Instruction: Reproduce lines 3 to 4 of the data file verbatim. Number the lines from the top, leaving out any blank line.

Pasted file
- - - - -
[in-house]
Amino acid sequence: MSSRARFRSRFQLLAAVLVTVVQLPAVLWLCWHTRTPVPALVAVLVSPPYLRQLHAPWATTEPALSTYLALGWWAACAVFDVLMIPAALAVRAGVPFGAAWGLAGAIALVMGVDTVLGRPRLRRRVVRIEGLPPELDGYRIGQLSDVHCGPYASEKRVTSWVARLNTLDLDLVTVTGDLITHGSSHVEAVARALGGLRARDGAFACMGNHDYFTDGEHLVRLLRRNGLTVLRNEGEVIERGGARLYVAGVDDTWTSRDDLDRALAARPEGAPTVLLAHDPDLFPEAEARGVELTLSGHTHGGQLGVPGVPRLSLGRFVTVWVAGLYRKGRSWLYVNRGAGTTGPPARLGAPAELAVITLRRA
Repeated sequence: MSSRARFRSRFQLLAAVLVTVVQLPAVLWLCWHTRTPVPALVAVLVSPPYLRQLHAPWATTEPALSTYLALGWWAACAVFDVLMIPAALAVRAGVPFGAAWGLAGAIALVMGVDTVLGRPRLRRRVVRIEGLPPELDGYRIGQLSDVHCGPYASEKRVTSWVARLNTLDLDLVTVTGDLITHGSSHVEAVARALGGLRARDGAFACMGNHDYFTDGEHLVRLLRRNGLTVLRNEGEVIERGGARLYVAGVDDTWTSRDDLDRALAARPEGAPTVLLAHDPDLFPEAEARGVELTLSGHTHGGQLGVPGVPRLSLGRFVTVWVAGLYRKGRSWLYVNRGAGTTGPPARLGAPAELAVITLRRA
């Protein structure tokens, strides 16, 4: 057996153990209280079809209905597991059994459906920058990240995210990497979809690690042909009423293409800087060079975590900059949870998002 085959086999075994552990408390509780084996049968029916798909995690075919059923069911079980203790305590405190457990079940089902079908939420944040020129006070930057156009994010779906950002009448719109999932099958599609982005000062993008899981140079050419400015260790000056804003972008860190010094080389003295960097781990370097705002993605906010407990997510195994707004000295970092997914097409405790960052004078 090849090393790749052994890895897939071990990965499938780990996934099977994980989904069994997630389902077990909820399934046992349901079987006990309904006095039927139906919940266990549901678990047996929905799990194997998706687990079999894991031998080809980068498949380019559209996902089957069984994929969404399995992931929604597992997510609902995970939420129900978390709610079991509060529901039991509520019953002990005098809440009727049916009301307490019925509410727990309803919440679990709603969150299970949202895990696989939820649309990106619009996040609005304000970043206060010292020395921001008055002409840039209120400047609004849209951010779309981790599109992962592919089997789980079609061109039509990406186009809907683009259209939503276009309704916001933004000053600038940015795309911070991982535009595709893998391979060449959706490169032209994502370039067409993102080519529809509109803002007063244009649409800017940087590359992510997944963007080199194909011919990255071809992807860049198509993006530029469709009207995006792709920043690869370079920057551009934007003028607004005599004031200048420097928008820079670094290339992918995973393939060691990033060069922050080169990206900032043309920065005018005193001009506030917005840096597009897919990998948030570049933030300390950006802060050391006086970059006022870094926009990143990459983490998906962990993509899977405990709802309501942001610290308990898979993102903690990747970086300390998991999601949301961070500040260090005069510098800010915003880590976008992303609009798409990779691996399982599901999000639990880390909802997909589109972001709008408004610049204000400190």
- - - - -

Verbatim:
Repeated sequence: MSSRARFRSRFQLLAAVLVTVVQLPAVLWLCWHTRTPVPALVAVLVSPPYLRQLHAPWATTEPALSTYLALGWWAACAVFDVLMIPAALAVRAGVPFGAAWGLAGAIALVMGVDTVLGRPRLRRRVVRIEGLPPELDGYRIGQLSDVHCGPYASEKRVTSWVARLNTLDLDLVTVTGDLITHGSSHVEAVARALGGLRARDGAFACMGNHDYFTDGEHLVRLLRRNGLTVLRNEGEVIERGGARLYVAGVDDTWTSRDDLDRALAARPEGAPTVLLAHDPDLFPEAEARGVELTLSGHTHGGQLGVPGVPRLSLGRFVTVWVAGLYRKGRSWLYVNRGAGTTGPPARLGAPAELAVITLRRA
């Protein structure tokens, strides 16, 4: 057996153990209280079809209905597991059994459906920058990240995210990497979809690690042909009423293409800087060079975590900059949870998002 085959086999075994552990408390509780084996049968029916798909995690075919059923069911079980203790305590405190457990079940089902079908939420944040020129006070930057156009994010779906950002009448719109999932099958599609982005000062993008899981140079050419400015260790000056804003972008860190010094080389003295960097781990370097705002993605906010407990997510195994707004000295970092997914097409405790960052004078 090849090393790749052994890895897939071990990965499938780990996934099977994980989904069994997630389902077990909820399934046992349901079987006990309904006095039927139906919940266990549901678990047996929905799990194997998706687990079999894991031998080809980068498949380019559209996902089957069984994929969404399995992931929604597992997510609902995970939420129900978390709610079991509060529901039991509520019953002990005098809440009727049916009301307490019925509410727990309803919440679990709603969150299970949202895990696989939820649309990106619009996040609005304000970043206060010292020395921001008055002409840039209120400047609004849209951010779309981790599109992962592919089997789980079609061109039509990406186009809907683009259209939503276009309704916001933004000053600038940015795309911070991982535009595709893998391979060449959706490169032209994502370039067409993102080519529809509109803002007063244009649409800017940087590359992510997944963007080199194909011919990255071809992807860049198509993006530029469709009207995006792709920043690869370079920057551009934007003028607004005599004031200048420097928008820079670094290339992918995973393939060691990033060069922050080169990206900032043309920065005018005193001009506030917005840096597009897919990998948030570049933030300390950006802060050391006086970059006022870094926009990143990459983490998906962990993509899977405990709802309501942001610290308990898979993102903690990747970086300390998991999601949301961070500040260090005069510098800010915003880590976008992303609009798409990779691996399982599901999000639990880390909802997909589109972001709008408004610049204000400190």